Tuesday 29 June 2021

…and Wells!

 And here is the third post, a well posed here with some miniatures:

Nothing says fantasy village like a well does it? While I could just as easily start playing with just the scenery I had, I wanted something to add a little more character, and a well is what I decided to make! I watched plenty of YouTube videos for inspiration, but almost every single one basically said ‘cut out blue foam on your foam cutter’, neither of which I have, so I decided to forge on with what I had on hand!

First of all, a tube to shape the body of my well - this came from a roll of kitchen foil, as it was more slender than most of the tubes in my overflowing box of useful looking bits of rubbish!

Cutting out bases for terrain is so much easier now that I’ve realised that I can just cut them out with scissors! 

My daughter was also building along with me, so here is her well WIP

(the triangle has since fallen off - I warned her that those tiny contact points wouldn’t be enough, but she insisted it would be fine)

Then I set about building the frame - I cut down balsa for the posts:

And made a cardboard piece that would support the roof - I didn’t worry about not detailing this piece, as once the roof was on you wouldn’t be able to see it at all.

And then, bricks! As ever, cork was my go to material. I still have a kimchi pot full of randomly sized cork bricks that I cut while watching the Witcher at some point in the distant past (for another project that I realise I haven’t finished or posted about on here, so this might be their first public appearance). 

I globbed on PVA, poked bricks into it in a vaguely overlapping pattern, rinse and repeat!

To make the top piece (the cap? Is that the right name for it?) I found an existing cork circle (presumably from making bases at some point in the past) that was just about the perfect size to cover the well:

and then cut a ring of bricks out of it to form a rounded lip:

Next stage is the most important - douse everything in cheap superglue to harden it all up! If you skip this step, prepare to have a bad time if you try and drybrush that lovely cork texture as the corners crumble and reveal the original cork colour…

Lastly, I needed to make a roof. I made a simple frame from matchsticks and cereal box card:

And then trimmed the matchsticks down to the desired length:

(You can also see a step that I apparently didn’t document, drilling a hole through the posts to install a cocktail stick bar. A tiny handle was made from a sliver of matchstick and a tiny rod)

For the roof tiles, I forget where exactly I got inspiration for using corrugated card to make overlapping rounded tiles like this, but full credit to whoever it was!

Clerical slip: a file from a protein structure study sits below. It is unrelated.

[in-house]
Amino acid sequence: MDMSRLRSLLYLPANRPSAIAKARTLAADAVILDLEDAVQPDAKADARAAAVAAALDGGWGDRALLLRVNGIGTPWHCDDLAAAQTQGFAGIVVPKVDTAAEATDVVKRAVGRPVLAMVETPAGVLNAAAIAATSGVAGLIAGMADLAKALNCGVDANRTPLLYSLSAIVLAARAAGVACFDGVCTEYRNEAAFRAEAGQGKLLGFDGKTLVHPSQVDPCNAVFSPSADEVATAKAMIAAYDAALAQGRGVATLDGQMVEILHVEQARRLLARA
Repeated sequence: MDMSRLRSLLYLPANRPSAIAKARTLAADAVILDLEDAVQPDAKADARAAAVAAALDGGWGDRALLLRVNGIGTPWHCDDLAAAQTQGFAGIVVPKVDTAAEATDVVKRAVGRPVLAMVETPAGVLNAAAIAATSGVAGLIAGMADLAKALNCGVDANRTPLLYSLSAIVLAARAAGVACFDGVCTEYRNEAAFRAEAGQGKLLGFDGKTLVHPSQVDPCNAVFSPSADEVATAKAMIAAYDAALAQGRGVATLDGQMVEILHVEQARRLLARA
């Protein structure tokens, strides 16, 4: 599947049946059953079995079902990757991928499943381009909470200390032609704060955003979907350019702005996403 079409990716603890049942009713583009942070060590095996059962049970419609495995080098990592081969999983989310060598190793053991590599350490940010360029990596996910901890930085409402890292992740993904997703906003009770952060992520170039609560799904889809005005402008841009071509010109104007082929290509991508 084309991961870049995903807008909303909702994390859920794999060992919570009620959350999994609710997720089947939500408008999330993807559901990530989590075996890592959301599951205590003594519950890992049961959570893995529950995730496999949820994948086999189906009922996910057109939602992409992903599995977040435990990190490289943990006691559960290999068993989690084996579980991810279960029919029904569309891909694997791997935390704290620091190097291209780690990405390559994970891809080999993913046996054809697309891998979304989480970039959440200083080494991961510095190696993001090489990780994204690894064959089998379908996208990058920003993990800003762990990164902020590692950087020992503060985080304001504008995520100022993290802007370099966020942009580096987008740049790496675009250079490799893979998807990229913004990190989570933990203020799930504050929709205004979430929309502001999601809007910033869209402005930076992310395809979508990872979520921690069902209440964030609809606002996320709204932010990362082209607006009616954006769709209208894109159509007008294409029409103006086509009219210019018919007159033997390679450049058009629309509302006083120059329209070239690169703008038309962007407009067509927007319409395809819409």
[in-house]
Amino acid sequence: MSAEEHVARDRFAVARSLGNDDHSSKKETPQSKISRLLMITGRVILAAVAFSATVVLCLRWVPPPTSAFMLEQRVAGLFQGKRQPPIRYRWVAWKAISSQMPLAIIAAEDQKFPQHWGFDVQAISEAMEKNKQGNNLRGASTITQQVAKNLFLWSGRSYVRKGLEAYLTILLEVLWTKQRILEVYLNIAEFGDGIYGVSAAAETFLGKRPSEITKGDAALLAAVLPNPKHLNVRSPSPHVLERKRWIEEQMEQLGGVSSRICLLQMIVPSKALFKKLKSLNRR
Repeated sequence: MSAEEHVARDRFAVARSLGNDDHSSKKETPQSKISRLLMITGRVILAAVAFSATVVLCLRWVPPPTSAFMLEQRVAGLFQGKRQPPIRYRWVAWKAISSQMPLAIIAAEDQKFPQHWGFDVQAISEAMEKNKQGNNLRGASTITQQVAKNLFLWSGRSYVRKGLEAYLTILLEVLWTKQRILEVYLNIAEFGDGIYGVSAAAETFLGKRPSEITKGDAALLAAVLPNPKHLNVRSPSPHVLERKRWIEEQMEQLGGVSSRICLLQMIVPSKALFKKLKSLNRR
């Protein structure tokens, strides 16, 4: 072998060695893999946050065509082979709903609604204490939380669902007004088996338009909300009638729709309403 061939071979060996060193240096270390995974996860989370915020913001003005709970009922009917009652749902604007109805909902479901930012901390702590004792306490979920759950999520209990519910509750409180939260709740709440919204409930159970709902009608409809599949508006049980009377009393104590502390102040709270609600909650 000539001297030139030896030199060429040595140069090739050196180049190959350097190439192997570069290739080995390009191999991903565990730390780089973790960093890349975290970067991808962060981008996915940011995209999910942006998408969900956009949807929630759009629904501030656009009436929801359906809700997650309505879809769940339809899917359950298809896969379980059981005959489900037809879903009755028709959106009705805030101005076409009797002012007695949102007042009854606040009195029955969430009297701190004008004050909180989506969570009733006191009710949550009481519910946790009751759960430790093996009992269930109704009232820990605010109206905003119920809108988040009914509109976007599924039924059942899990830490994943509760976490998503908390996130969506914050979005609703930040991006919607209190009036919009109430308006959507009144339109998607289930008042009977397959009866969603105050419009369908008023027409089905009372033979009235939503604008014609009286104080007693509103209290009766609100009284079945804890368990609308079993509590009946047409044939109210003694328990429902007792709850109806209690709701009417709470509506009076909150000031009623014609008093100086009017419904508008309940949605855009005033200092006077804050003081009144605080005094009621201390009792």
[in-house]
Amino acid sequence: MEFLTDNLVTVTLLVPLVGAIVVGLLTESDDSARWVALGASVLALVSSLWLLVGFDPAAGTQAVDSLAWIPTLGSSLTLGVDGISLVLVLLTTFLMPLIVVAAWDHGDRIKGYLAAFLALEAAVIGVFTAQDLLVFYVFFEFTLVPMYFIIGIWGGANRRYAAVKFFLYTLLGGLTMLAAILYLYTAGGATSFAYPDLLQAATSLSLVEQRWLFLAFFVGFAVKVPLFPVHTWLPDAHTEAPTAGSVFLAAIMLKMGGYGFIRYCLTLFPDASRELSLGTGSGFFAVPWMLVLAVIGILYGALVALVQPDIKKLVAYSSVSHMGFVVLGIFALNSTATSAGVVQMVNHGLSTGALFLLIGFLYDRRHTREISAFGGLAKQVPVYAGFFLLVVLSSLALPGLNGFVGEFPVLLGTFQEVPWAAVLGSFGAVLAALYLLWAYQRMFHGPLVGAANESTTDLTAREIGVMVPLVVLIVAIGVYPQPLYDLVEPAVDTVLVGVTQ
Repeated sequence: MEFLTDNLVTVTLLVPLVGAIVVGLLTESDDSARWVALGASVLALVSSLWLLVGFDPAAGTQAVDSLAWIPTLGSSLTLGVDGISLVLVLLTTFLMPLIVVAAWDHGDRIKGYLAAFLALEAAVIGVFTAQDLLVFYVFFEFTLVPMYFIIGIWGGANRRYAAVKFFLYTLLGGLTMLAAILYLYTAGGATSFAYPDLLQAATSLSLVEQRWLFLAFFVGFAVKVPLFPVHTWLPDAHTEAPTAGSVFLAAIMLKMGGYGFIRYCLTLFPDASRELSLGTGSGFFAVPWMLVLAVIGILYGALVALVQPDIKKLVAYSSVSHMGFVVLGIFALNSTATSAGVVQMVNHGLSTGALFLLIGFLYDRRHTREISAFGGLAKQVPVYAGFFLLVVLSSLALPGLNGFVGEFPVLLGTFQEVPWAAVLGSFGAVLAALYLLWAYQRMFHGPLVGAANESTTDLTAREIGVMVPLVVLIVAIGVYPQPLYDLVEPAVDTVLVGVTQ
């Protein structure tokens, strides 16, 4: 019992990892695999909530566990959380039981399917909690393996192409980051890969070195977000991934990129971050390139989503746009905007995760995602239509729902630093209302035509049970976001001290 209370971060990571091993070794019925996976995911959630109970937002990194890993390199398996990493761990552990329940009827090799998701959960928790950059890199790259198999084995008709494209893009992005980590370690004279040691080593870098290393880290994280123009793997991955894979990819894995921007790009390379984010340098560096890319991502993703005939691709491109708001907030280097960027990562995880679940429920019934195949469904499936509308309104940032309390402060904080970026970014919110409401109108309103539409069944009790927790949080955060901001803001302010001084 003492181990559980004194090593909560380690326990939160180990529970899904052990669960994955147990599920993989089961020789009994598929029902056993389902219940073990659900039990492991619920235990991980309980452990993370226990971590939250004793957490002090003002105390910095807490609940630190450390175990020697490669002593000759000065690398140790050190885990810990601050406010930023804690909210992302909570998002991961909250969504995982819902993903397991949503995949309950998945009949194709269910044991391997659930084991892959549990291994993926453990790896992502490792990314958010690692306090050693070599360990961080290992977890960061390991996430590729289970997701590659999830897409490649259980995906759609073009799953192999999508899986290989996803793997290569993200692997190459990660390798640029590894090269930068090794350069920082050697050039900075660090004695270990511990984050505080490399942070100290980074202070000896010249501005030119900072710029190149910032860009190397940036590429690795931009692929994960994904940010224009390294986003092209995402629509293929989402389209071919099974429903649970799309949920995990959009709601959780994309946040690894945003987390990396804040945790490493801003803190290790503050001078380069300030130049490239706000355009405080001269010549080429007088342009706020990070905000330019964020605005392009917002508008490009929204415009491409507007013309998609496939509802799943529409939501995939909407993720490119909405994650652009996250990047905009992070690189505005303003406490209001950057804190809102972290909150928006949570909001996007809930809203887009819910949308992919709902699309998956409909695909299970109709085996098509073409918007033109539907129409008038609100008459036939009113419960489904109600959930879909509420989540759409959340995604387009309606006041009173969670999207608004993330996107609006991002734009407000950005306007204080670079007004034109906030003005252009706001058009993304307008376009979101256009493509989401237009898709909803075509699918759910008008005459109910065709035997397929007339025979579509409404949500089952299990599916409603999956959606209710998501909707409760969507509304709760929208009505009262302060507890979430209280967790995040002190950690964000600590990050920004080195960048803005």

I left the flat bottom layer of card attached to give it some additional strength, but if o were to do it again I’d probably remove it as I’d probably prefer not being able to see it…

I made two separate eaves, glued them onto the card support, and then hid the join with another length of corrugated card.

Then it was just a case of adding a resin bucket (won from a competition on Sippin on Paint Water years ago when it was still the original blog), sanding the base, and dousing everything with watered down PVA!

Then it was on to painting, drybrushing aplenty!

I also wound a thread around the bar that I doused in superglue (this piece is presumably solid enough to survive a hammer blow at this point with the amount of glue it’s been soaked in) for a rope, which I washed with some dark brown tones to try and make it look less like a bit of thread!

I chose blue for the tiles rather than a more standard red mostly because I fancied making it look a little more fantastical, but not so much that I couldn’t use it for a non-fantasy game… 

Which brings my Rangers of Shadow Deep checklist to this point:

  • Mystery additional structure
  • Trees
  • Cart
  • Well
  • Woodpile
  • Crates and barrels
  • a playing surface!
  • Treasure tokens

The last three things on the list are currently all about half done, so hopefully if I can grab some more painting time at the weekend you’ll be seeing more soon!

Thinking about it, these last few posts definitely let me cross of something else on the Challenge:

  • Finish something old
  • Finish a piece of terrain
  • Finish some scatter terrain (3/3)
  • Prep all of the monkeys in the monkey box
  • Paint all of the miniatures in a boxed game
  • Play a game with fully painted miniatures
  • Finish a complete skirmish force for a project (at least 16 miniatures, unless it's for a much smaller scale game like Frostgrave)
  • Repaint something (either a miniature that I have previously painted, or one that was received painted
  • Convert a miniature and show WIP pics
  • Finish the last member of the Nextwave team